Even the family automobile and auto truck, by a logical extension of the term factory, may be said to be at war with factory machinery—with the railroads and the trolley cars which produce mass-transportation as compared to the individual transportation produced by the individually owned automobile. Young as they are as means of transportation, the automobile and the auto truck have already served largely to relegate the mass-producers of transportation to that heavy-hauling for which they are best adapted. As domestic machines are perfected, as they approach more nearly to the state of perfection to which the automobile has already attained, it is possible that they may tend to restrict factory production to that heavy-manufacturing to which the factory is best adapted.

Some manufacturers are well aware of this conflict between the two types of machines. The laundries of the country and the manufacturers of machines for use in laundries became alarmed several years ago at the great increase in the sale of domestic washing machines and mangles. Improvements in these domestic machines, especially the attachment of electric motors to them, threatened to check the abandonment of home washing upon which the future prosperity of the laundries and the manufacturers of laundry machinery was dependent. The of the largest manufacturers of laundry machinery in America, The American Laundry Machinery Company of Cincinnati, Ohio, began a general advertising campaign to urge the women of the nation to use laundries rather than to do their washing at home. A “Visitors’ Week Laundry Party” was made a part of this campaign and promoted by this company as an annual event. During this week the laundries of the country invite housewives to visit their plants. This one company spends about a quarter of a million dollars annually to keep America safe for the factory idea of washing our dirty linen.

Could anything more clearly demonstrate the fact that there is a fundamental difference between the two types of machines? Machinery is used by the laundries to destroy domestic laundering, but machinery is also being used in the home to maintain it. If home laundering survives, it will be because the domestic machinery has been sufficiently perfected to free housewives from the drudgery of old fashioned scrub-boards and sad-irons. They will have been freed from this drudgery just as surely as if they had turned to the laundries to free them though they would still have useful but not such heavy work to do in the home. If the laundry prevails, the housewives will be freed from wash tubs and ironing boards, but only on condition that many other women work in laundries. Who that knows something of the conditions of labor in our laundries will say that this would mean a net gain in the beauty of civilization?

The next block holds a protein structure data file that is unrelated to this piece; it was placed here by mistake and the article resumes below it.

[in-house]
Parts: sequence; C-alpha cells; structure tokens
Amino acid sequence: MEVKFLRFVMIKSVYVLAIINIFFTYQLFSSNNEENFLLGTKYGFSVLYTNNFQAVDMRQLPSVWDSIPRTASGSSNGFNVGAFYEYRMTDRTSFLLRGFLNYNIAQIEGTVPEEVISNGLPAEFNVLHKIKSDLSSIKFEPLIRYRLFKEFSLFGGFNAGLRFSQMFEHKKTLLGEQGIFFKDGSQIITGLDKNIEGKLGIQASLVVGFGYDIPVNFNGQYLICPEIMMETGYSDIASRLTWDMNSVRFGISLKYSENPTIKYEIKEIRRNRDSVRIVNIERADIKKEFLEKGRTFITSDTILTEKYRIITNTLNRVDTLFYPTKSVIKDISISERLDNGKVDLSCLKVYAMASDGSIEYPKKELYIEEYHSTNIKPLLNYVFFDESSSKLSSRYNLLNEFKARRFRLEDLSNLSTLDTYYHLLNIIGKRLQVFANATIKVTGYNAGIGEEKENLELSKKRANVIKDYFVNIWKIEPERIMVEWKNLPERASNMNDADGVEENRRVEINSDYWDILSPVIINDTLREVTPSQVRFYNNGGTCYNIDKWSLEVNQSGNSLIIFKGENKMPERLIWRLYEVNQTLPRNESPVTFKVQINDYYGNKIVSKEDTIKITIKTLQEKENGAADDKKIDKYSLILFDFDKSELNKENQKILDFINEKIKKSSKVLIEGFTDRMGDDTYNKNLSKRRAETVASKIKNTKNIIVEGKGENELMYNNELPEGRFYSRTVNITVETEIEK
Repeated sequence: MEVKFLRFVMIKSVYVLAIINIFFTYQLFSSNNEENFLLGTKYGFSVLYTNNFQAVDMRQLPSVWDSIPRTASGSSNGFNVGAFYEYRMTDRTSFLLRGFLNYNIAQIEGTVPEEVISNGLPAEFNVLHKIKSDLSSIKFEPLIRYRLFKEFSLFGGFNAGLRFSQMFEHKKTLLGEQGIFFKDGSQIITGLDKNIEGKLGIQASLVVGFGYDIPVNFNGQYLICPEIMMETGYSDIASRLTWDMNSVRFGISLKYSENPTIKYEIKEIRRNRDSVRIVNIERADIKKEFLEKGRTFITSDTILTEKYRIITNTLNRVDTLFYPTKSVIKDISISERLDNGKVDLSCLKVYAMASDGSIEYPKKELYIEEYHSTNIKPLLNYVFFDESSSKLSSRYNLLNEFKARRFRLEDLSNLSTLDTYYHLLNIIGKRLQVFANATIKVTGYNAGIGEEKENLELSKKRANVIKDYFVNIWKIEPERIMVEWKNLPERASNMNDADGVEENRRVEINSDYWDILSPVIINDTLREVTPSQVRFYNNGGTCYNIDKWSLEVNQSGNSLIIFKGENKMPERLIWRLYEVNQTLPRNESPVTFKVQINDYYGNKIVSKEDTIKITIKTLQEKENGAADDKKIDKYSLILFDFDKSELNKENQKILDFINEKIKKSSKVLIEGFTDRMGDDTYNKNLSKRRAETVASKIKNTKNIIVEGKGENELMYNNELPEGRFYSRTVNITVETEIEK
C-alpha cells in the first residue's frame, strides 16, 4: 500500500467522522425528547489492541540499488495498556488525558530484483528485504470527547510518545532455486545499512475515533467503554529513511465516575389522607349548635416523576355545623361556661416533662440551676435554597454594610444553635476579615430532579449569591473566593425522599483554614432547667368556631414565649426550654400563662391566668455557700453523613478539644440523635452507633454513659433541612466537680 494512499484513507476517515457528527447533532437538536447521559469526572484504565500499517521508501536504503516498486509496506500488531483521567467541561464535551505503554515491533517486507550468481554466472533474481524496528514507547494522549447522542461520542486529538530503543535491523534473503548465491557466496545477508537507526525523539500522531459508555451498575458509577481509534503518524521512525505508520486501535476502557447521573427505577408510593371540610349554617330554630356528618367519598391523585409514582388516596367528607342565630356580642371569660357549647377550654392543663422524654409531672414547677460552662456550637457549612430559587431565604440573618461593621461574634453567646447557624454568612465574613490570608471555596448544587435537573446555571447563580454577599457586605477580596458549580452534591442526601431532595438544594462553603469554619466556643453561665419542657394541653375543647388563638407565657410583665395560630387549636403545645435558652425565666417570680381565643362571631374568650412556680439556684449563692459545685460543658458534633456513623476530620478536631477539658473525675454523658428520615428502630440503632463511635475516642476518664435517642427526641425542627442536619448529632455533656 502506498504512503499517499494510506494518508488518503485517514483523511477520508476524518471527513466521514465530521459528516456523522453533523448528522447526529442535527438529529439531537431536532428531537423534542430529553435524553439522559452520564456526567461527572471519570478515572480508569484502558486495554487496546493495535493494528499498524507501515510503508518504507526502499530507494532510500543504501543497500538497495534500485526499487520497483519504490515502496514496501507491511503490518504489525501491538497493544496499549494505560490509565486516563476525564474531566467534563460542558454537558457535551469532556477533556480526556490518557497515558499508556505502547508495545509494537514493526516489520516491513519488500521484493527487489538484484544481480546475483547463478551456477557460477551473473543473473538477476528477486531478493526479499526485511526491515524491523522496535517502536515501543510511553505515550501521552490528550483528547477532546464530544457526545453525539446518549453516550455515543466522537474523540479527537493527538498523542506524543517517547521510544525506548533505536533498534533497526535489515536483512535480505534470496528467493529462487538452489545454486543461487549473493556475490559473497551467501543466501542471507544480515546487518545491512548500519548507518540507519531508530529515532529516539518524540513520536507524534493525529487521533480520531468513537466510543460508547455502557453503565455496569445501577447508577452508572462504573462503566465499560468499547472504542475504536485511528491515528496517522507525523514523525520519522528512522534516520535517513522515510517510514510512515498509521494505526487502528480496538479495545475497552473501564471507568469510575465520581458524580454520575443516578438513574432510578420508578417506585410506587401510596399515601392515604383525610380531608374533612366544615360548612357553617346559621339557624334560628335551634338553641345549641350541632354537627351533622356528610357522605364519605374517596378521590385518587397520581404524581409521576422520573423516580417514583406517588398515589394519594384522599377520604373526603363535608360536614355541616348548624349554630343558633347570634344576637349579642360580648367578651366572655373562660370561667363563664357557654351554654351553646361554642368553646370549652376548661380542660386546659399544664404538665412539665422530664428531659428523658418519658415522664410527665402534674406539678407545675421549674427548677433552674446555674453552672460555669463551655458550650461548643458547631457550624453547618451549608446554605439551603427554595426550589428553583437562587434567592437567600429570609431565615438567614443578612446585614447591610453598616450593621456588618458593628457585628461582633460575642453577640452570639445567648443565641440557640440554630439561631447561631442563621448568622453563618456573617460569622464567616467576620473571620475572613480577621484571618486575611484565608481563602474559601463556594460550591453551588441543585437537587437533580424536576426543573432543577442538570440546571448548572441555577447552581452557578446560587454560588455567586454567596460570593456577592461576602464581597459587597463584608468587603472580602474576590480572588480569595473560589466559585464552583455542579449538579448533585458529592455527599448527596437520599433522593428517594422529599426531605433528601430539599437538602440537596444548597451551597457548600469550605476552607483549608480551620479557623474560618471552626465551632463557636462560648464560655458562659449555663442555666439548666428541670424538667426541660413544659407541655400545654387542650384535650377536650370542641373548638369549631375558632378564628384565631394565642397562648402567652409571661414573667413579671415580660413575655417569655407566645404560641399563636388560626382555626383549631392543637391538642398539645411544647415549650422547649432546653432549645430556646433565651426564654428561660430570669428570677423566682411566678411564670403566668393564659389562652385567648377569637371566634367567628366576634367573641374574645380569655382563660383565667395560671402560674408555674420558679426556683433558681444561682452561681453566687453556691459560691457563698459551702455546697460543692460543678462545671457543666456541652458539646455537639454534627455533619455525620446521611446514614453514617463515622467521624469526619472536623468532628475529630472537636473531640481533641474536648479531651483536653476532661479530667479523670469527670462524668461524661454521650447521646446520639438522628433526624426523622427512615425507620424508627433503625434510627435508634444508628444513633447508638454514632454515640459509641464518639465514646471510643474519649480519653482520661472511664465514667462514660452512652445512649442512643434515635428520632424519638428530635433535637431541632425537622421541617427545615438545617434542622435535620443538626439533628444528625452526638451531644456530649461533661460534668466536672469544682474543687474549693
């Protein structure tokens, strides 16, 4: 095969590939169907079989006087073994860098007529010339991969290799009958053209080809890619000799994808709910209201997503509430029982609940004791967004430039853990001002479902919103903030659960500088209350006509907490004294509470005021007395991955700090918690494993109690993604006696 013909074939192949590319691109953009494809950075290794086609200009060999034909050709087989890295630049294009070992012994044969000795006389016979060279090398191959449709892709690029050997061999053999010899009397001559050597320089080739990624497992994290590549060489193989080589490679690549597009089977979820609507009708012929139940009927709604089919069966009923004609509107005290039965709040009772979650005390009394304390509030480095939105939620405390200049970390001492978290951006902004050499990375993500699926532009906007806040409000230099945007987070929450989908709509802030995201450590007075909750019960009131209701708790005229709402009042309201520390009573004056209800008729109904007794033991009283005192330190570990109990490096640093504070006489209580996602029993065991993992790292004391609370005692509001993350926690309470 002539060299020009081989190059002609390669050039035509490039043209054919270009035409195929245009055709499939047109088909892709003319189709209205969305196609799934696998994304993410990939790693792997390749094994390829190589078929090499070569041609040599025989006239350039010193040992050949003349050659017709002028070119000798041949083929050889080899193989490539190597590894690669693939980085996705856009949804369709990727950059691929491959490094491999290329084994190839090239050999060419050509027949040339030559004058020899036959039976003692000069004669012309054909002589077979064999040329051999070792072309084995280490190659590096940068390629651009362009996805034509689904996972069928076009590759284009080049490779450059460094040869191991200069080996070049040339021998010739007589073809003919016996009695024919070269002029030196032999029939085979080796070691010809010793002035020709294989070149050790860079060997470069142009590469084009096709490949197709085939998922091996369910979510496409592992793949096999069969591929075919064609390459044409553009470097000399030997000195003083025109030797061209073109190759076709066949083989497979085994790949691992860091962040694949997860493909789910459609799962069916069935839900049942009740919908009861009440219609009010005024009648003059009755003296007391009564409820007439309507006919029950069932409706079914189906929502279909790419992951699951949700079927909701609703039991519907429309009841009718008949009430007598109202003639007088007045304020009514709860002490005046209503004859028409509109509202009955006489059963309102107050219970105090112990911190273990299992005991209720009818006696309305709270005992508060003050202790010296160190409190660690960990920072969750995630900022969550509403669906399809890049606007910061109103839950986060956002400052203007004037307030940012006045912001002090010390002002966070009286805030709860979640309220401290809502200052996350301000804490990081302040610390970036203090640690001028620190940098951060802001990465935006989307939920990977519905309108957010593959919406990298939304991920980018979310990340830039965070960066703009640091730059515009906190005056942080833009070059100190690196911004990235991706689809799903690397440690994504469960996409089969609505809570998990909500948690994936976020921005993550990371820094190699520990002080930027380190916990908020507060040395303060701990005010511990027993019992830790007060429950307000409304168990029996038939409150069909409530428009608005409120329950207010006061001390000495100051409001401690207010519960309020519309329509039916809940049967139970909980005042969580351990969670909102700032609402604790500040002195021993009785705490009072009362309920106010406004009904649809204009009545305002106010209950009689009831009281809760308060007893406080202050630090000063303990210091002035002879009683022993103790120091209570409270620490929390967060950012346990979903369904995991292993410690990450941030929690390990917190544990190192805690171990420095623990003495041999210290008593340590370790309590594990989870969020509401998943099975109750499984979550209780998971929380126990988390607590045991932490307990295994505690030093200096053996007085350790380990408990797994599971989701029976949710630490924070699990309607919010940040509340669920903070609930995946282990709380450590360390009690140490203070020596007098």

This illustration can be duplicated in one field after another and in all cases the conclusion to which one is driven as to the net social result is the same.

If mankind is not to be made into appendages to machines, then domestic machines must be invented capable of enabling the home to meet the competition of the factory—the right kind of machinery must be used to free man from the tyranny of the wrong kind of machinery.

It is not the machine, therefore, but the factory which needs consideration at the hands of thoughtful people.

It is the factory, not the machine, which proliferates at a rate which man has found impossible to control, and which is so relentlessly mechanizing the whole of life and reducing all (except the relatively few blessed with administrative genius) to mere cogs in a gigantic industrial machine.

It is the factory, not the machine, which makes railroads and steamship lines absolute necessities and which makes city and country dependent upon our lines of mass-transportation.

It is the factory, not the machine, which is reducing all men and all commodities to a dead level of uniformity because the factory makes it impossible for individual men and individual communities to be self-sufficient enough to develop their own capacities.

It is the factory, not the machine, which destroys both the natural beauty and the natural wealth of man’s environment; which fiiis country and city with hideous factories and squalid slums, and which consumes forests, coal, iron and oil with a prodigality which will make posterity look back upon us as barbarians.

It is the factory, not the machine, which is responsible for the fact that we now make things primarily for sale rather than primarily for use; that we make things as cheaply as possible instead of as substantially as possible.